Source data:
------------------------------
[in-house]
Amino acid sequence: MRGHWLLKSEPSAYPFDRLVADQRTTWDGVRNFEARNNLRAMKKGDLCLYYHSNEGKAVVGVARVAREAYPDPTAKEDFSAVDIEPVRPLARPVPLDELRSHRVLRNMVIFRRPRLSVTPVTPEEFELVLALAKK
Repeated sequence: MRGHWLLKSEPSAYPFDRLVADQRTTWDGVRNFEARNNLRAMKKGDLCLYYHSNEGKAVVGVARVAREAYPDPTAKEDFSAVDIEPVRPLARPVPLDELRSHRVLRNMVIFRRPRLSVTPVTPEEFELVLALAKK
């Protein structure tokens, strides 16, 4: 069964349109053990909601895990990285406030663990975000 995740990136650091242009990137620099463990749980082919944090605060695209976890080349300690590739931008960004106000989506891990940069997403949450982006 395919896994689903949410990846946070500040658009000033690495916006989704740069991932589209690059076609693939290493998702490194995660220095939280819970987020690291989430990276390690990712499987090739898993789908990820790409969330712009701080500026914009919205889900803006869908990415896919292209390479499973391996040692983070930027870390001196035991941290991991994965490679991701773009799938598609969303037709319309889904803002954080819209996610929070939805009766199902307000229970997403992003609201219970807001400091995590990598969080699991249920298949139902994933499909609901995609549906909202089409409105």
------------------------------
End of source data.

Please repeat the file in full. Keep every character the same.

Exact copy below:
[in-house]
Amino acid sequence: MRGHWLLKSEPSAYPFDRLVADQRTTWDGVRNFEARNNLRAMKKGDLCLYYHSNEGKAVVGVARVAREAYPDPTAKEDFSAVDIEPVRPLARPVPLDELRSHRVLRNMVIFRRPRLSVTPVTPEEFELVLALAKK
Repeated sequence: MRGHWLLKSEPSAYPFDRLVADQRTTWDGVRNFEARNNLRAMKKGDLCLYYHSNEGKAVVGVARVAREAYPDPTAKEDFSAVDIEPVRPLARPVPLDELRSHRVLRNMVIFRRPRLSVTPVTPEEFELVLALAKK
């Protein structure tokens, strides 16, 4: 069964349109053990909601895990990285406030663990975000 995740990136650091242009990137620099463990749980082919944090605060695209976890080349300690590739931008960004106000989506891990940069997403949450982006 395919896994689903949410990846946070500040658009000033690495916006989704740069991932589209690059076609693939290493998702490194995660220095939280819970987020690291989430990276390690990712499987090739898993789908990820790409969330712009701080500026914009919205889900803006869908990415896919292209390479499973391996040692983070930027870390001196035991941290991991994965490679991701773009799938598609969303037709319309889904803002954080819209996610929070939805009766199902307000229970997403992003609201219970807001400091995590990598969080699991249920298949139902994933499909609901995609549906909202089409409105």